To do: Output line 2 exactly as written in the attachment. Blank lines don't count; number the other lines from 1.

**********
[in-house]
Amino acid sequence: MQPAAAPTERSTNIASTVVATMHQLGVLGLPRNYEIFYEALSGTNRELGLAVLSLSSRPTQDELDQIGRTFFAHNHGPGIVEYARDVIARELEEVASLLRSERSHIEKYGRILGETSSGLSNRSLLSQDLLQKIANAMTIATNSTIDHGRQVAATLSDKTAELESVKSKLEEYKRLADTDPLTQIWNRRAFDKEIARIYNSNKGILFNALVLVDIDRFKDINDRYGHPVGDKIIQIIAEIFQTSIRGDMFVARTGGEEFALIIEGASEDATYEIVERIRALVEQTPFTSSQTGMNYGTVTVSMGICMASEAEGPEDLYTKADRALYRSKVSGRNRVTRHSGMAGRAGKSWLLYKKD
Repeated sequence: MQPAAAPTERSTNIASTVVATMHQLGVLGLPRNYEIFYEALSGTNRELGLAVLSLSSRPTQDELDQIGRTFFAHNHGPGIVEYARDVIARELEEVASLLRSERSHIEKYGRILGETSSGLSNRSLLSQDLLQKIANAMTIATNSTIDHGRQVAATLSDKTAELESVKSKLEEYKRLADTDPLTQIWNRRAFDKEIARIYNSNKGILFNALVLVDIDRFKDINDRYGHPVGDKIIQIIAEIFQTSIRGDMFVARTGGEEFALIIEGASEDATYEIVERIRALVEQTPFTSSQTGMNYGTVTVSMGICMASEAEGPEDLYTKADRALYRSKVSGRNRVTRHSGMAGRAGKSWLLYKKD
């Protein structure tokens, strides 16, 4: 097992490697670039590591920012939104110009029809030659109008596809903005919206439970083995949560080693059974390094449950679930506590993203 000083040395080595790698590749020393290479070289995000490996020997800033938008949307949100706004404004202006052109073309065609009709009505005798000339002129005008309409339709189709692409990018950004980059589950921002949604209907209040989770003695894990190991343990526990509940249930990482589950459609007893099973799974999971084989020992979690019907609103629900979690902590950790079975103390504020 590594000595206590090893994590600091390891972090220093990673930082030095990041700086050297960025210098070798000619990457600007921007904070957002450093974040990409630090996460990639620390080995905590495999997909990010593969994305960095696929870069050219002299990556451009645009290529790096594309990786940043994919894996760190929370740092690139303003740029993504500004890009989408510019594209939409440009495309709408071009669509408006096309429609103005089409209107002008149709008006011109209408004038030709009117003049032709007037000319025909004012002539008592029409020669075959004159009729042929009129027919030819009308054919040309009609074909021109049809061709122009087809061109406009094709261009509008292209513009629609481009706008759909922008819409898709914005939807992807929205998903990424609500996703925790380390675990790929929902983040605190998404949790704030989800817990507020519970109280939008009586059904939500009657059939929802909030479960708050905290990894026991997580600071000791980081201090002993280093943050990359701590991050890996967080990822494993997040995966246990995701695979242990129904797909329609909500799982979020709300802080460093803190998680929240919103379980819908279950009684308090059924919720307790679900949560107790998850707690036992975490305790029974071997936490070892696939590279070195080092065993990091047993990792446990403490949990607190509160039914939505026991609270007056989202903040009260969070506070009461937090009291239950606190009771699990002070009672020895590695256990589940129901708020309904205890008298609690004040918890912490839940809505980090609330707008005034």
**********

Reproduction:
Amino acid sequence: MQPAAAPTERSTNIASTVVATMHQLGVLGLPRNYEIFYEALSGTNRELGLAVLSLSSRPTQDELDQIGRTFFAHNHGPGIVEYARDVIARELEEVASLLRSERSHIEKYGRILGETSSGLSNRSLLSQDLLQKIANAMTIATNSTIDHGRQVAATLSDKTAELESVKSKLEEYKRLADTDPLTQIWNRRAFDKEIARIYNSNKGILFNALVLVDIDRFKDINDRYGHPVGDKIIQIIAEIFQTSIRGDMFVARTGGEEFALIIEGASEDATYEIVERIRALVEQTPFTSSQTGMNYGTVTVSMGICMASEAEGPEDLYTKADRALYRSKVSGRNRVTRHSGMAGRAGKSWLLYKKD